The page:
"There are about 55,000 metered taxis in Mumbai, 18,000 in Kolkata and 4,500 in Delhi. Auto-rickshaws number 30,000 in Delhi and 15,000 in Mumbai," says Rajiv K. Vij, CEO, Carzonrent. Smaller fleets ply in other cities.

But no matter where you are, you'll find taxis and autos badly maintained and the drivers autocratic. Many refuse to ply by the meter, others refuse to go to the destination of your choice. Safety is also a major concern, with robberies and even murders by taxi-drivers reported occasionally. None of these problems can be wished away overnight. Radio taxis would thus address a very real need and may even serve as a model for public transport.

Rajiv K. Vij 48 CEO, Carzonrent Vij plans to expand the operations of Easycabs in Delhi, and take it to Mumbai, Hyderabad, Chennai, Pune and Jaipur.
"Overhaul of taxi services in the next 7-10 years will see 4,50,000 vehicles being retired, mostly taxis and autos. That opens up a $2-billion opportunity.
Initial investment: Rs 375,000
Expected profit per annum: Rs 447,000

The growth potential. With the economy on the upswing, consumers are increasingly opting for better services, even if they cost more. That is the market radio cab operators seek to capture. "The industry assesses that city taxi services will be overhauled in the next seven-10 years," says Vij. "That means almost 4,50,000 vehicles - mostly taxis and autorickshaws - will be retired across the country. That opens up a $2-billion opportunity."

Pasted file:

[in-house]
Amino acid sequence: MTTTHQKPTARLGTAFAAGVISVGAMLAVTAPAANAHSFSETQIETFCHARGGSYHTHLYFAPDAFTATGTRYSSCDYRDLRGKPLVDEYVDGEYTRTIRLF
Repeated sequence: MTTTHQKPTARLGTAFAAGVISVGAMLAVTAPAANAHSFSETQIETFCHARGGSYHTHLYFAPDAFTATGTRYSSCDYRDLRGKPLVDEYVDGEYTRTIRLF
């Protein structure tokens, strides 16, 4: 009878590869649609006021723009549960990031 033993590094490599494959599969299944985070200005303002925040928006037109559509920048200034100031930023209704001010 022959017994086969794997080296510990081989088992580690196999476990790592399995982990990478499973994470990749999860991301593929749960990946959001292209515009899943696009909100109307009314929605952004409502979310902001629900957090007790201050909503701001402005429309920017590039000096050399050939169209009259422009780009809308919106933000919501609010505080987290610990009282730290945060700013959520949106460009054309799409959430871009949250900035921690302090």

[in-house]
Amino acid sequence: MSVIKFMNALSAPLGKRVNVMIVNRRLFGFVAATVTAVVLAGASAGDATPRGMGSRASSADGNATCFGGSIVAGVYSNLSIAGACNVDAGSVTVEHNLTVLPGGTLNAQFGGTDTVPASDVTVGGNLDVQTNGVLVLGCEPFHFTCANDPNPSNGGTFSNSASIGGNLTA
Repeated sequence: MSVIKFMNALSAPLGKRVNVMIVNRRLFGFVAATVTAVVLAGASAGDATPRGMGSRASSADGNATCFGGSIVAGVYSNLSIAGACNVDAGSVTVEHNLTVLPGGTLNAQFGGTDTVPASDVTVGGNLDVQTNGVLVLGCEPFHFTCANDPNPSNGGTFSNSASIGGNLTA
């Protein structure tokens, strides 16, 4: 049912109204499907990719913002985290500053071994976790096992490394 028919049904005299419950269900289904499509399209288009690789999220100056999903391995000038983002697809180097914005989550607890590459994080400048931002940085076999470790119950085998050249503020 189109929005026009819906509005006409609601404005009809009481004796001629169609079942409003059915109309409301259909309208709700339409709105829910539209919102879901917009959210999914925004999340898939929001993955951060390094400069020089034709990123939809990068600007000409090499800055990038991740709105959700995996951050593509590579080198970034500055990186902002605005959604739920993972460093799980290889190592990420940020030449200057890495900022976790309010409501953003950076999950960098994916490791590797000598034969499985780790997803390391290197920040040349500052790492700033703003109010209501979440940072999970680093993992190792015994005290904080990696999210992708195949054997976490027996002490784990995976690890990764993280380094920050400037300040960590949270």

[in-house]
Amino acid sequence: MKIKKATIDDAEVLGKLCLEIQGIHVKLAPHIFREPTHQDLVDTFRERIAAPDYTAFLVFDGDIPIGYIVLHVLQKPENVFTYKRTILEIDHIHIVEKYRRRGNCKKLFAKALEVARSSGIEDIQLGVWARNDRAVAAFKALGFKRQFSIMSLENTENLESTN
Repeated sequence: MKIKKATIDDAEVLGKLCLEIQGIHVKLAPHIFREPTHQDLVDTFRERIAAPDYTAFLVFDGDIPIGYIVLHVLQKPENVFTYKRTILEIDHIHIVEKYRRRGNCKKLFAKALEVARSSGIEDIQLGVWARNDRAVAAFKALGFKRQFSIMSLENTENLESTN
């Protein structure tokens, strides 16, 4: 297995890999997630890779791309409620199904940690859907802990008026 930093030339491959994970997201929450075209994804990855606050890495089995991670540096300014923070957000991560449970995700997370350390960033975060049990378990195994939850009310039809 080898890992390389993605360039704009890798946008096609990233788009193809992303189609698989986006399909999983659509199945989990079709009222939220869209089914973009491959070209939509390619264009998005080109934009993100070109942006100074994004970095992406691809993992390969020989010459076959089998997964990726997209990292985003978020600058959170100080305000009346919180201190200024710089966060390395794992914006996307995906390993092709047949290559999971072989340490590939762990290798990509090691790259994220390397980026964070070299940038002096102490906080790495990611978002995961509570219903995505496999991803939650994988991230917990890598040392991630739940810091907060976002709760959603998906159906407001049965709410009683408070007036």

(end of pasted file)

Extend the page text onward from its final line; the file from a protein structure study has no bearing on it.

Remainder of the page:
The potential of the market is the reason why Megacabs, for one, is still around. Though it started operations in Delhi in 1999, business did not take off till 2006 because of policy hiccups. Now, it has 281 cars and plans to launch services in Mumbai and Goa in the next couple of months and in Chennai, Bangalore and Hyderabad by the end of this year.

Carzonrent, too, is planning big. Apart from expanding operations in Delhi, Vij plans to take Easycabs to Mumbai, Hyderabad and Chennai by end-2007, followed by Tier-II cities like Pune and Jaipur. His target is a fleet strength of 12,500 in another 15-18 months.